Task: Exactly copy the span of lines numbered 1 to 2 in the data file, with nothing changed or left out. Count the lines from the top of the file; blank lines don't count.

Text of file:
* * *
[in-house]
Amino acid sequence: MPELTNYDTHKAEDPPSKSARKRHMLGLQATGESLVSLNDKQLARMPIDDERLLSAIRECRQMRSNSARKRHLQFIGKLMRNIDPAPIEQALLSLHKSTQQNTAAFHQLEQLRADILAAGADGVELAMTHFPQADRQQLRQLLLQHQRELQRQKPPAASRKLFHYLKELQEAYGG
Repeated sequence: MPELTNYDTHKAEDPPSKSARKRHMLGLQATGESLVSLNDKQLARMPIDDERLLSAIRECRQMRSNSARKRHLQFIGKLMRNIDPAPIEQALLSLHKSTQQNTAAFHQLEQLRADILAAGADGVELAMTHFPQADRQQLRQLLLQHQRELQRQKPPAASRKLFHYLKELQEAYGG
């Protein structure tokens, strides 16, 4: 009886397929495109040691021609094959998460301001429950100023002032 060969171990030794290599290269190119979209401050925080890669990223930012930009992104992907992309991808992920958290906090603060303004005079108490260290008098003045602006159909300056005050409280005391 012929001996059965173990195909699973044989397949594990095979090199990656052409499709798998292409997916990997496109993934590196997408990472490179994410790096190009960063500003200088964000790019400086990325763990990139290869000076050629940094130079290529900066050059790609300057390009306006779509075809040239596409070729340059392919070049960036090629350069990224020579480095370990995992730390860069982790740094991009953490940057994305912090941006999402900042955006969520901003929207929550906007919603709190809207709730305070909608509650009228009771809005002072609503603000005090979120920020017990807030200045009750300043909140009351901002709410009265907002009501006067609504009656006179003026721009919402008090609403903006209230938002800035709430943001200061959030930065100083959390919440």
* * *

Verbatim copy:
[in-house]
Amino acid sequence: MPELTNYDTHKAEDPPSKSARKRHMLGLQATGESLVSLNDKQLARMPIDDERLLSAIRECRQMRSNSARKRHLQFIGKLMRNIDPAPIEQALLSLHKSTQQNTAAFHQLEQLRADILAAGADGVELAMTHFPQADRQQLRQLLLQHQRELQRQKPPAASRKLFHYLKELQEAYGG